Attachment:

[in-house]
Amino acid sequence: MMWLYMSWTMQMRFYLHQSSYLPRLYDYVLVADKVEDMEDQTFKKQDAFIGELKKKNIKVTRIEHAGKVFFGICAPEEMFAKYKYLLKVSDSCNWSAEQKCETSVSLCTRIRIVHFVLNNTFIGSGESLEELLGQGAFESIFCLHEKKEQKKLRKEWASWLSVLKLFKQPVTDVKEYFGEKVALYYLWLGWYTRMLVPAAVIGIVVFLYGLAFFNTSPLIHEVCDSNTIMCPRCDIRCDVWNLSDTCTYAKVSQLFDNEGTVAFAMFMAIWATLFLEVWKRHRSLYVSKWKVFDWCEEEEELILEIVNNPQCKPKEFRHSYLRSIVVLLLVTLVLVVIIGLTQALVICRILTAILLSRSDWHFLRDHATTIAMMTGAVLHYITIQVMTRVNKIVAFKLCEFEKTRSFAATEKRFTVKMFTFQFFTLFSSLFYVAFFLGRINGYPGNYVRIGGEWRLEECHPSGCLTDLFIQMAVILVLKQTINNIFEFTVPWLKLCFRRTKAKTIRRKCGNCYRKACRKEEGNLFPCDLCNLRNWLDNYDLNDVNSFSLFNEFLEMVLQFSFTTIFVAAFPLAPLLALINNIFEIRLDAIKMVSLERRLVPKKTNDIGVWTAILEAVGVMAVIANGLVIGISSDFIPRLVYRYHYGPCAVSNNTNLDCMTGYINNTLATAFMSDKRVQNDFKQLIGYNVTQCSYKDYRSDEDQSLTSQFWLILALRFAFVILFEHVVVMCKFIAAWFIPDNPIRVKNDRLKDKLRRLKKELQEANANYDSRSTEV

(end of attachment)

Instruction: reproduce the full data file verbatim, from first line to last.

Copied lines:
[in-house]
Amino acid sequence: MMWLYMSWTMQMRFYLHQSSYLPRLYDYVLVADKVEDMEDQTFKKQDAFIGELKKKNIKVTRIEHAGKVFFGICAPEEMFAKYKYLLKVSDSCNWSAEQKCETSVSLCTRIRIVHFVLNNTFIGSGESLEELLGQGAFESIFCLHEKKEQKKLRKEWASWLSVLKLFKQPVTDVKEYFGEKVALYYLWLGWYTRMLVPAAVIGIVVFLYGLAFFNTSPLIHEVCDSNTIMCPRCDIRCDVWNLSDTCTYAKVSQLFDNEGTVAFAMFMAIWATLFLEVWKRHRSLYVSKWKVFDWCEEEEELILEIVNNPQCKPKEFRHSYLRSIVVLLLVTLVLVVIIGLTQALVICRILTAILLSRSDWHFLRDHATTIAMMTGAVLHYITIQVMTRVNKIVAFKLCEFEKTRSFAATEKRFTVKMFTFQFFTLFSSLFYVAFFLGRINGYPGNYVRIGGEWRLEECHPSGCLTDLFIQMAVILVLKQTINNIFEFTVPWLKLCFRRTKAKTIRRKCGNCYRKACRKEEGNLFPCDLCNLRNWLDNYDLNDVNSFSLFNEFLEMVLQFSFTTIFVAAFPLAPLLALINNIFEIRLDAIKMVSLERRLVPKKTNDIGVWTAILEAVGVMAVIANGLVIGISSDFIPRLVYRYHYGPCAVSNNTNLDCMTGYINNTLATAFMSDKRVQNDFKQLIGYNVTQCSYKDYRSDEDQSLTSQFWLILALRFAFVILFEHVVVMCKFIAAWFIPDNPIRVKNDRLKDKLRRLKKELQEANANYDSRSTEV